The historic courthouse in Charles Town where slavery fighter John Brown was found guilty and sentenced to die in 1859 no longer boasts a plaque from the United Daughters of the Confederacy at its entrance.

By a 3-2 vote on Thursday, the Jefferson County Commission agreed to take down the marker and return it to Polly Wharton, a leader with the UDC in the county who’d joined Charles Town native Linda Ballard and other African-American citizens a year ago in asking for its relocation.

By Friday, the small plaque paying tribute to county men who went to war so that slavery would continue had been removed.

A year ago, the JCC President Peter Onoszko and all four commissioners rejected Ballard’s request. Thankfully, two members – Patsy Noland and Jane Tabb – soon came to see the issue differently.

And then a majority of citizens in Jefferson County voted in May to keep Tabb rather than her plaque-supporting opponent Jack Hefestay and then on Nov. 6 to replace Onoszko, a conservative who said he viewed the marker as a fitting tribute to war veterans, with former county prosecutor Ralph Lorenzetti, who announced in the early days of his candidacy that he wanted to see the plaque come down. And so on Thursday, Lorenzetti joined Noland and Tabb to finally reverse the decision the JCC made more than a year ago to keep the plaque in place.

The fact is, that plaque never should have gone up on the courthouse. Arguing that the plaque is a war memorial for veterans contorts logic; the plaque actually is a mockery of what happened in Jefferson County when the nation split apart over the question of African-Americans’ future as people, not property.

If the UDC’s plaque had praised Confederate soldiers along with the men from the county who went to war to preserve our nation – including the 176 African-American men from Jefferson County, including many newly freed from slavery – then the debate over the plaquemost likely would have been quite different.

Nationally, since the start of the UDC in 1894, the group’s goal has been to elevate the Confederacy in the minds of Americans – hoping that we’d come to see the conflict not as a war over the enslavement of our fellow men, women and children but rather as a battle between equally worthy sides of America, both North and South fighting for valuable ideals.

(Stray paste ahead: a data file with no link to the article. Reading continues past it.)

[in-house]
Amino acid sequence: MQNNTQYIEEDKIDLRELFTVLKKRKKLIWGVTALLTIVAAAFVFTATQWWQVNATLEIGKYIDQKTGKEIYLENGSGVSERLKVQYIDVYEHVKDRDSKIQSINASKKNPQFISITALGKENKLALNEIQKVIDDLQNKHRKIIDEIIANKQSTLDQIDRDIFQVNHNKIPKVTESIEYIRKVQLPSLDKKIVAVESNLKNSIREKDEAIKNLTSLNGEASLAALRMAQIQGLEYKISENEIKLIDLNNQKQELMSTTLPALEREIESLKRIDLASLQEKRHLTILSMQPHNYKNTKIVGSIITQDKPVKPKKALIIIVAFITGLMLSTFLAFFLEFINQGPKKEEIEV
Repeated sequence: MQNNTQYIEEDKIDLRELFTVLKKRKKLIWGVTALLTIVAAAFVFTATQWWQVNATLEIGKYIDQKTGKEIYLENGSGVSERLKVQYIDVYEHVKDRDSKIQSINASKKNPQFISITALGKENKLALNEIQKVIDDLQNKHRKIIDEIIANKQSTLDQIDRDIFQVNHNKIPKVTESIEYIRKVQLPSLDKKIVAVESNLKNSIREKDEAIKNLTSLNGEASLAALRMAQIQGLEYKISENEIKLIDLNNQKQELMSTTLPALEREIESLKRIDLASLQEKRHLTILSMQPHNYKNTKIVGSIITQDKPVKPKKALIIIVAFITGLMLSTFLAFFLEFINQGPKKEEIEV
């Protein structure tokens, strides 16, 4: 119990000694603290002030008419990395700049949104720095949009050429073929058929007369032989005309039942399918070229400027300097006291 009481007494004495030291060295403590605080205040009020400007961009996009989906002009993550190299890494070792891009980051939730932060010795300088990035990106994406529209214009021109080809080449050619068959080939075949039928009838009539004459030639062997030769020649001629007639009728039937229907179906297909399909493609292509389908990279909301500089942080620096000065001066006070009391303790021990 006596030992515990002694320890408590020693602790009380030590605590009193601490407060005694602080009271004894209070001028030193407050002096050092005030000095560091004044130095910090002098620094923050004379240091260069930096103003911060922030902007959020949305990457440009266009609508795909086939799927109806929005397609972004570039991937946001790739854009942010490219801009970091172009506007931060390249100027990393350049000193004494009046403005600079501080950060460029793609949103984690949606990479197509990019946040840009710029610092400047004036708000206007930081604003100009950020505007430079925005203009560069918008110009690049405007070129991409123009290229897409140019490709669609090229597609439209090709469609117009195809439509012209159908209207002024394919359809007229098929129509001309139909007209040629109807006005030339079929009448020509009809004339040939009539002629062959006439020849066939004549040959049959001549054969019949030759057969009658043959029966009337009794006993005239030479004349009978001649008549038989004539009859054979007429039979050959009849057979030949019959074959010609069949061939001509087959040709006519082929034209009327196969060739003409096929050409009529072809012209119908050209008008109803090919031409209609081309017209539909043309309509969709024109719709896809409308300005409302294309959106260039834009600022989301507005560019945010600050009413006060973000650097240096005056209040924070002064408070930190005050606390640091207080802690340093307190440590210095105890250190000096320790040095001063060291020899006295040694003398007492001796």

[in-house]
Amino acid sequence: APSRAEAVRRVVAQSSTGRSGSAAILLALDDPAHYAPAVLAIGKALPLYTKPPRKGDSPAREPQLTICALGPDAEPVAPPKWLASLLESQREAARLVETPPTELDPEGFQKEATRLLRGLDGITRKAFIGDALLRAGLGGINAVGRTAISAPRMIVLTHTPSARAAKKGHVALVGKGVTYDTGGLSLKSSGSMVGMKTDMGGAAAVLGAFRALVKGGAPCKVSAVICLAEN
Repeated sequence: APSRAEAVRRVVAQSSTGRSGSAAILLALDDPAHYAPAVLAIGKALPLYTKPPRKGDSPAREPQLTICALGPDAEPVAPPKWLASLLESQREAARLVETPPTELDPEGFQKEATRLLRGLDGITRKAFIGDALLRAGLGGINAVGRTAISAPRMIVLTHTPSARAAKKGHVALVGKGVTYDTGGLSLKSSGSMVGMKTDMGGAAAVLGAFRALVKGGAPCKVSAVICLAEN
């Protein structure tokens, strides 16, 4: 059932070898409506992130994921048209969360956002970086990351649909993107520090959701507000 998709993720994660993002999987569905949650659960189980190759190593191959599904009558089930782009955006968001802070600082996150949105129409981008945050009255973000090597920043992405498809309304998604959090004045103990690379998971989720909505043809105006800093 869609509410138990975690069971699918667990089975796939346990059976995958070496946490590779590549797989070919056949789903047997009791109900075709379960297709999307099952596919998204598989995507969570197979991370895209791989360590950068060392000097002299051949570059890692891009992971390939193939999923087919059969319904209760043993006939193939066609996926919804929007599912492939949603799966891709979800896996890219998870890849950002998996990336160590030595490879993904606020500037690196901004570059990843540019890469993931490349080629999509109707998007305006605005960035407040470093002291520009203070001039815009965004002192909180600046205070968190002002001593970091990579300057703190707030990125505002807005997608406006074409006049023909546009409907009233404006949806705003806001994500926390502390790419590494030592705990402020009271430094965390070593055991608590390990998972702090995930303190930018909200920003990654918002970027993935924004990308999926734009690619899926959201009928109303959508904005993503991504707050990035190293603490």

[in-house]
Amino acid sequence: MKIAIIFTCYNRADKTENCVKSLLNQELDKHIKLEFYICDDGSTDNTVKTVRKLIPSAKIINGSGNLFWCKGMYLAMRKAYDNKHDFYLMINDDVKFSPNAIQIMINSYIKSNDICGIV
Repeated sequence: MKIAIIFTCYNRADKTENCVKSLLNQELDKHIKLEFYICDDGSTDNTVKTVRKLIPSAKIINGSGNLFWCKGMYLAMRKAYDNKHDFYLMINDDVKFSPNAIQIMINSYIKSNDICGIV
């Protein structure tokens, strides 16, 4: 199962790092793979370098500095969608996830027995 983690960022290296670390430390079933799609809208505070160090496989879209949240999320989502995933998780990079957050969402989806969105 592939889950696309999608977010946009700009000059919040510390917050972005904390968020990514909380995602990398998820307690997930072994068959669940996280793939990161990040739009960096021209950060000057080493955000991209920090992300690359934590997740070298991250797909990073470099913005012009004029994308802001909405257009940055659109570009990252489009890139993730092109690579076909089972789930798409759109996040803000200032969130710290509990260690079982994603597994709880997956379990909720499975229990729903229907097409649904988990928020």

But the signs carried by many of the protesters who gathered in early October outside the courthouse reading “No tributes to slavery” get it exactly right.

Why praise Confederate soldiers, the men who fought to preserve slavery, on a public building in our community? Why allow that message to greet those walking into the courthouse to register to vote, to cast a ballot, to stand trial, to serve as a juror, to research family records or for other needs.

And the plaque also got the history wrong.

The courthouse today stands despite the best efforts of the Confederates. Led by John Imboden, an artillery commander born in Staunton, Va., Confederate soldiers on Oct. 18, 1863, surrounded Col. Benjamin Simpson and his U.S. troops inside the courthouse, shelling it so thoroughly that afterward the building could be used only as a stable.

The courthouse records had been moved to Lexington, Va., just before the start of the war, but the building itself had to be rebuilt. What is now McMurran Hall in Shepherdstown functioned as the county courthouse from the war’s end until 1871.

It’s interesting to note that after the courthouse in Charles Town was restored, the area downstairs where John Brown’s trial had been held – the room where citizens from all over the county come to cast ballots during the early voting period – is adorned with framed portraits of Robert E. Lee and Stonewall Jackson, the Confederate leaders depicted in so many statues put up across the former Confederacy with the hope that African-Americans would forever see themselves the way these Confederates did.

Why in 2018 would a portrait, much less two portraits, of these men be on display in an official room in our courthouse?

Enough of the tributes to slavery. Let’s move on.

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